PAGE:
Still Waiting for Parts
If the world was a reasonable place, this update would be all about assembling the bottom end of the Squariel. Unfortunately, one of my orders from overseas was missing some parts. This means another month or so wait while Covid era international post does its thing. On a more positive note, one of the “big ticket” items that has been on backorder for a long time has arrived. I now have a new, and correct, saddle. If you are familiar with this site, you may have noticed that one of the very first things that I purchased for the bike was a replacement seat. This was from a US based self-proclaimed “Ariel specialist” and what arrived was a piece of rusty tin that was as likely to have come off a tractor than an Ariel. Cheaper, beautifully made and the correct shape, my new seat is everything that the other one wasn’t. Thank you Drags!
Damaged Fin Repairs are Finally Complete
Another massive step forward is that I have the head and barrels back from repair. I have mentioned mechaphilia in a previous post so should be careful what I say here! The workmanship and skill of the artist that rebuilt the damaged fins (Lynton Rossington) has to be seen to be believed. Then Wayne from Specialised Blasting Services turned beautiful into stunning! It is almost too nice to build into an engine again. I also am in awe of Edward Turner’s vision in creating this engine and the foundries that cast these complex shapes back in the day. This really is a beautiful machine!
Ariel Power Supply and Plans Change
I have had a change of heart in one area. I had planned on leaving the bike 6v positive earth which is original. Very recently I have had a change or heart about this and am going to convert it to 12v negative earth. This is being done for a couple of “it is my bike; I will do what I want” reasons. Actually, it is about safety and practicality. More to come on this later. Converting to 12v is relatively easy. The generator will not need to be changed, aside from changing polarity, although it will not be as efficient at low rpm. The voltage regulator will need to be changed as will all of the light bulbs and the ignition coil.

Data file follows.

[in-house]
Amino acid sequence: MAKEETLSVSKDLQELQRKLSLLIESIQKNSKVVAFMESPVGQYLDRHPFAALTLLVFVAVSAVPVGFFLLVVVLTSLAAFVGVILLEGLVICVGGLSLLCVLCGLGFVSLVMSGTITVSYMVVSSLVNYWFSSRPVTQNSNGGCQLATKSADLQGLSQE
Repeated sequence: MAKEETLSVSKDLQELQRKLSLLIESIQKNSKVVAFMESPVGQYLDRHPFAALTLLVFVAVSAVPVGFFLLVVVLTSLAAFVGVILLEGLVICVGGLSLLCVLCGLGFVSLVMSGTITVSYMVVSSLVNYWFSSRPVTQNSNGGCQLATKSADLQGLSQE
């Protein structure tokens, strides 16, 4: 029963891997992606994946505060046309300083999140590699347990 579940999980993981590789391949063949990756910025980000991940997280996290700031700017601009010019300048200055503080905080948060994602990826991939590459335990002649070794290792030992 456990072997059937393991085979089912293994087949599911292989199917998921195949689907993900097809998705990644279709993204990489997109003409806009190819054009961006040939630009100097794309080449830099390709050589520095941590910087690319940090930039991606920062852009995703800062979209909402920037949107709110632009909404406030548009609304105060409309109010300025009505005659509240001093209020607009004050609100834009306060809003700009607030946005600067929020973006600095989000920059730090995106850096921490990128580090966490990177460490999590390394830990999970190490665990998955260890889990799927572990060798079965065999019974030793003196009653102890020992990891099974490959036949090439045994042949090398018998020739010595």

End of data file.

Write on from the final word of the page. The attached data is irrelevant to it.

Another small deviation from how it left Selly Oak is that I am fitting a remote oil filter. All changes that I am making in this rebuild are reversable and all are for improved safety, practicality and reliability. Having an oil filter is for the latter. I have invested too much time and money into the build not to protect my investment for the sake of keeping it original.
Hurry up and wait continues to be the mantra. As soon as my missing big end bearings arrive, I will be able to assemble the bottom end. I will also take the cylinder barrels and head to the engine reconditioners for a measure up. The bores look fine to the eyecrometer so will be interesting to see how they measure up when assessed properly. Valves and valve guides are on back order with no ETA. I can see that being the next roadblock.